The designers and builders of the roller coaster “The Island of the Lost Dreams” answer questions from their teacher, Jennifer Gonzalez, and two judges. The roller coaster track is made from a pool noodle cut in half. This was a common material used by most other teams, as well. Pictured, from left, are students Ximena Rodriguez, Itzel Chavez and Brittany Chavez, instructor Gonzalez, Shane Gerhartz and Chad Scheel. (Johnson Publications photo)

Eighth grade science students challenged in end-of-year project

    Eighth grade science classes at Chase County Schools were challenged in an unusual way for their end-of-year project and final exam, said Jennifer Gonzalez, middle school science teacher.
    There were 18 design projects with one to four students teamed up per project.
    Teams were given three weeks to research, design, build and complete their calculations for a functioning roller coaster, Gonzalez said.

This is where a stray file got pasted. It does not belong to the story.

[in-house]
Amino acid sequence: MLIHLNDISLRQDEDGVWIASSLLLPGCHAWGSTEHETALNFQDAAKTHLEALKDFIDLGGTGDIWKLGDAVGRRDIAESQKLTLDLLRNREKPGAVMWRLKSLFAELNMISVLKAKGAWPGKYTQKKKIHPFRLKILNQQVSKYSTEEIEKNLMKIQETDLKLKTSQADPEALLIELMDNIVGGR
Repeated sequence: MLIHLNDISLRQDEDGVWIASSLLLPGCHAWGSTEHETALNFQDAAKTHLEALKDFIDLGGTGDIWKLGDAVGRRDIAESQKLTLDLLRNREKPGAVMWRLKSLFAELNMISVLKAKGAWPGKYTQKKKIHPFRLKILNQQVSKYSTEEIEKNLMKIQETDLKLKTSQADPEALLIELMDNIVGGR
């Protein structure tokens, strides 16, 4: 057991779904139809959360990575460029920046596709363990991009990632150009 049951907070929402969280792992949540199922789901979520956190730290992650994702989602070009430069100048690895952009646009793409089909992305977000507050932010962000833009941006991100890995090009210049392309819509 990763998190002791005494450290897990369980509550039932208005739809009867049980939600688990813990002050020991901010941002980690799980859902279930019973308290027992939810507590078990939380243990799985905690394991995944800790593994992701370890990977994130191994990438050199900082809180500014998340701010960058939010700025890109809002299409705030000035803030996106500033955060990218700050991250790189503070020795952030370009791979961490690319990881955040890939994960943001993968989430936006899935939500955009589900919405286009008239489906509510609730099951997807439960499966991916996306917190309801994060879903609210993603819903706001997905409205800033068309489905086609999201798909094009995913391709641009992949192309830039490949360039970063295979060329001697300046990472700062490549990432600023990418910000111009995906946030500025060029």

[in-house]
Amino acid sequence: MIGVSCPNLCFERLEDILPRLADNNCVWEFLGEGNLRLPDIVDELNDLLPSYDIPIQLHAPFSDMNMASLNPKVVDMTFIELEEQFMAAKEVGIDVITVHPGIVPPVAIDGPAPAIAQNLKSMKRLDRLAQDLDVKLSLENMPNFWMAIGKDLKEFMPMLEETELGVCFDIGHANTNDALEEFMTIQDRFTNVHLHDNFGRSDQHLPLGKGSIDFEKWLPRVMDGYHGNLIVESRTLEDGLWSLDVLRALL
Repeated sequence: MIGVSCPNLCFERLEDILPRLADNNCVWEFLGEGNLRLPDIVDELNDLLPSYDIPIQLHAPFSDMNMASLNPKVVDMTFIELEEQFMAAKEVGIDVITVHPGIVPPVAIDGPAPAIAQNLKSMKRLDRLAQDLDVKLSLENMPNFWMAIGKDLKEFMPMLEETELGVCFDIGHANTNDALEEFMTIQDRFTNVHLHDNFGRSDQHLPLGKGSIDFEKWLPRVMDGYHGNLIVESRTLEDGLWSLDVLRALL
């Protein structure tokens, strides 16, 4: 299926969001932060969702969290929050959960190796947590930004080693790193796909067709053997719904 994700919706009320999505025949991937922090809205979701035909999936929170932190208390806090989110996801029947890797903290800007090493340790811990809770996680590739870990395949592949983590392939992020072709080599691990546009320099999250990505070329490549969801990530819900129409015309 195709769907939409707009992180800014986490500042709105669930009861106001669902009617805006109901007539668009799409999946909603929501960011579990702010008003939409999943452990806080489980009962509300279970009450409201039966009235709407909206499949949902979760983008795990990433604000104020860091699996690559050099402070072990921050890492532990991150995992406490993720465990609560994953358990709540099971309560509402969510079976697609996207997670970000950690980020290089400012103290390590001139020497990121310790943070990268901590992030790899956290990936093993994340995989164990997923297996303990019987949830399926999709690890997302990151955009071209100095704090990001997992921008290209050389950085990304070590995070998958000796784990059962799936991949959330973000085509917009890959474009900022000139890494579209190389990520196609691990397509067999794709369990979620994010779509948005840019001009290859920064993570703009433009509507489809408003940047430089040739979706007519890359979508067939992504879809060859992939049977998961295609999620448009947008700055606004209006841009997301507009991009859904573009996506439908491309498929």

There were two teams with four students each who were required to go above and beyond in the design aspect since they had a slight advantage over the teams of one to three students, she added.
    All of the students were given a roller coaster project rubrics which defined 20 different areas of criteria and the number of points they could achieve with each.
    The students were required to apply all physics-based areas to their design, Gonzalez continued.
    Areas of physics the students had to incorporate into each roller coaster design included, in part, where the potential energy is lowest and highest, average velocity of the ride, how Newton’s first, second and third Laws are represented and more.
    Gonzalez said each roller coaster had to have a minimum of one loop, one curve and one hill. Any material type could be used.
    “They could choose to use either a small car or a marble as the ‘vehicle’ on the roller coaster. But most of them chose to use a marble,” she said.
    The marble had to be started without touching it, and had to  arrive safely at the end and not leave the track.
    Last, but not least, they had to name their roller coaster, she said.
    Each roller coaster team then had to give a presentation, including a demonstration in front of the judges and show they were knowledgeable about the physics of their  coaster.

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